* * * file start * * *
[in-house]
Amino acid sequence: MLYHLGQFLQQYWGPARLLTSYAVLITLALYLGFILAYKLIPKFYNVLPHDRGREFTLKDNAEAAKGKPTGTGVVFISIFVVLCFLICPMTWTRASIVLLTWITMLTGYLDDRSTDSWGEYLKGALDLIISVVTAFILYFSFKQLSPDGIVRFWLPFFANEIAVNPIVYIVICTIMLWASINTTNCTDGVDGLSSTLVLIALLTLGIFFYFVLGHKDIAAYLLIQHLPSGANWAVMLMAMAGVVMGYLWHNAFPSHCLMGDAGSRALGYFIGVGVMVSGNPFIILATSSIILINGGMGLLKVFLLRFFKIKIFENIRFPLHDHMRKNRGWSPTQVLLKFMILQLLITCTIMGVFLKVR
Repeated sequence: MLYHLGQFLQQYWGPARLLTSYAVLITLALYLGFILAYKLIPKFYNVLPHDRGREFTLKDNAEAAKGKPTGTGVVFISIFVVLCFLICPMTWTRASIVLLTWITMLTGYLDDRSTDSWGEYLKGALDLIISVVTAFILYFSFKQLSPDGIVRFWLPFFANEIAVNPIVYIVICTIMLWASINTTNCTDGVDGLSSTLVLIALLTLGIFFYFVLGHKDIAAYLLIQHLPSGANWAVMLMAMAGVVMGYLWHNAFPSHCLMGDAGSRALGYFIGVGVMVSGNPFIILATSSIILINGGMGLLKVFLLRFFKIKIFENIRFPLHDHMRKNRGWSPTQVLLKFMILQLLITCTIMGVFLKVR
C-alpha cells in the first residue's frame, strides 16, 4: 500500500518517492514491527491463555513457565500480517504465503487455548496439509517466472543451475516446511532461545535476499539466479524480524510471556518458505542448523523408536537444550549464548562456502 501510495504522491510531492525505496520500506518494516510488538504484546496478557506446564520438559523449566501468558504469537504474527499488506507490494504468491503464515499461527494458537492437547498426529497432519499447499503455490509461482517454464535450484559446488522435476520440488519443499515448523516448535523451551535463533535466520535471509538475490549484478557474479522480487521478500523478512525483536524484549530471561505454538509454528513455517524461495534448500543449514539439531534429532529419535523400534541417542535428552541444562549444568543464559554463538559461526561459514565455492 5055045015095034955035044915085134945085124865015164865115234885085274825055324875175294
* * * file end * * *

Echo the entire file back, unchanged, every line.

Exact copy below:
[in-house]
Amino acid sequence: MLYHLGQFLQQYWGPARLLTSYAVLITLALYLGFILAYKLIPKFYNVLPHDRGREFTLKDNAEAAKGKPTGTGVVFISIFVVLCFLICPMTWTRASIVLLTWITMLTGYLDDRSTDSWGEYLKGALDLIISVVTAFILYFSFKQLSPDGIVRFWLPFFANEIAVNPIVYIVICTIMLWASINTTNCTDGVDGLSSTLVLIALLTLGIFFYFVLGHKDIAAYLLIQHLPSGANWAVMLMAMAGVVMGYLWHNAFPSHCLMGDAGSRALGYFIGVGVMVSGNPFIILATSSIILINGGMGLLKVFLLRFFKIKIFENIRFPLHDHMRKNRGWSPTQVLLKFMILQLLITCTIMGVFLKVR
Repeated sequence: MLYHLGQFLQQYWGPARLLTSYAVLITLALYLGFILAYKLIPKFYNVLPHDRGREFTLKDNAEAAKGKPTGTGVVFISIFVVLCFLICPMTWTRASIVLLTWITMLTGYLDDRSTDSWGEYLKGALDLIISVVTAFILYFSFKQLSPDGIVRFWLPFFANEIAVNPIVYIVICTIMLWASINTTNCTDGVDGLSSTLVLIALLTLGIFFYFVLGHKDIAAYLLIQHLPSGANWAVMLMAMAGVVMGYLWHNAFPSHCLMGDAGSRALGYFIGVGVMVSGNPFIILATSSIILINGGMGLLKVFLLRFFKIKIFENIRFPLHDHMRKNRGWSPTQVLLKFMILQLLITCTIMGVFLKVR
C-alpha cells in the first residue's frame, strides 16, 4: 500500500518517492514491527491463555513457565500480517504465503487455548496439509517466472543451475516446511532461545535476499539466479524480524510471556518458505542448523523408536537444550549464548562456502 501510495504522491510531492525505496520500506518494516510488538504484546496478557506446564520438559523449566501468558504469537504474527499488506507490494504468491503464515499461527494458537492437547498426529497432519499447499503455490509461482517454464535450484559446488522435476520440488519443499515448523516448535523451551535463533535466520535471509538475490549484478557474479522480487521478500523478512525483536524484549530471561505454538509454528513455517524461495534448500543449514539439531534429532529419535523400534541417542535428552541444562549444568543464559554463538559461526561459514565455492 5055045015095034955035044915085134945085124865015164865115234885085274825055324875175294